I don’t know if you’ll have a white Christmas in your area. But if there’s life on Mars – they certainly will. In this stunning photo recently released by the European Space Agency (ESA), you can see a crater full of “snow.” It’s actually the ice-filled Korolev crater, and it was recently sent to Earth by Mars Express orbiter.
ESA’s Mars Express mission was launched on 2 June 2003. It entered the Red Planet’s orbit on 25 December, so tomorrow will be the 15-year anniversary of this milestone. Is there a better way to celebrate this anniversary (and Christmas) with a photo of pure, white “snow”?
Okay, it’s not exactly snow, although it looks like it. The Korolev crater is actually filled with ice due to a phenomenon known as a “cold trap.” ESA explains that the very deepest parts of Korolev crater act as a natural cold trap: “the air moving over the deposit of ice cools down and sinks, creating a layer of cold air that sits directly above the ice itself.”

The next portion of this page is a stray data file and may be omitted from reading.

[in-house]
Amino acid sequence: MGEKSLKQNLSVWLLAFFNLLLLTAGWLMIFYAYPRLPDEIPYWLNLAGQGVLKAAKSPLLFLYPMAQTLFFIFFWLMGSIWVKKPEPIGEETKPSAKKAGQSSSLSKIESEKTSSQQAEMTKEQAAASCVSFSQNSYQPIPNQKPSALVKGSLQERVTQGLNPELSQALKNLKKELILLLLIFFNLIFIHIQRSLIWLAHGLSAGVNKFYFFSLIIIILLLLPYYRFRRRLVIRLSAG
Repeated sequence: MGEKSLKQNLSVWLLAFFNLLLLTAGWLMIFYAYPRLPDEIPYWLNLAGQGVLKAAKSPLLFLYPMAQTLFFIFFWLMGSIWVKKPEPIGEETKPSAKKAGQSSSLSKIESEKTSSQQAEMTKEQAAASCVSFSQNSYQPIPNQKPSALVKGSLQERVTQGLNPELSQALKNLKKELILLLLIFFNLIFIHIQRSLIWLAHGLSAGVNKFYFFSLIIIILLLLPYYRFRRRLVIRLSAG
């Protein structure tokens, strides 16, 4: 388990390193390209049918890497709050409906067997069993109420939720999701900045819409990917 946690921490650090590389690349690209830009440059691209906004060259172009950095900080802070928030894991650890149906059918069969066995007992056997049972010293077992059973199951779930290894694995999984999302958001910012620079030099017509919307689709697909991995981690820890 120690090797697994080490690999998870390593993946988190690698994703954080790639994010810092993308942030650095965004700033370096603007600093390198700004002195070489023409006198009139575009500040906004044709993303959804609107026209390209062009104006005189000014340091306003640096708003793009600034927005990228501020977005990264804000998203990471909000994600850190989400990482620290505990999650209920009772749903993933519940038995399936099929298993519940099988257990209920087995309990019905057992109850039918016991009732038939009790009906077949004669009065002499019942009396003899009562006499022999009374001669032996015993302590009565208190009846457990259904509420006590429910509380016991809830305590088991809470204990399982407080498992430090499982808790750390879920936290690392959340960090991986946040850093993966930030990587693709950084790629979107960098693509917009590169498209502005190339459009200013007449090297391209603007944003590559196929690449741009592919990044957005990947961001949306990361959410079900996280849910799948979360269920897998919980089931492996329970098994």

“Behaving as a shield, this layer helps the ice remain stable and stops it from heating up and disappearing. Air is a poor conductor of heat, exacerbating this effect and keeping Korolev crater permanently icy.”
The photo was taken by the Mars Express High Resolution Stereo Camera (HRSC). It comprises five different “strips” combined into a single image, with each strip gathered over a different orbit. In addition, the Mars Express orbiter sent the plan view of the icy crater, as well as an image showing the crater’s topography.
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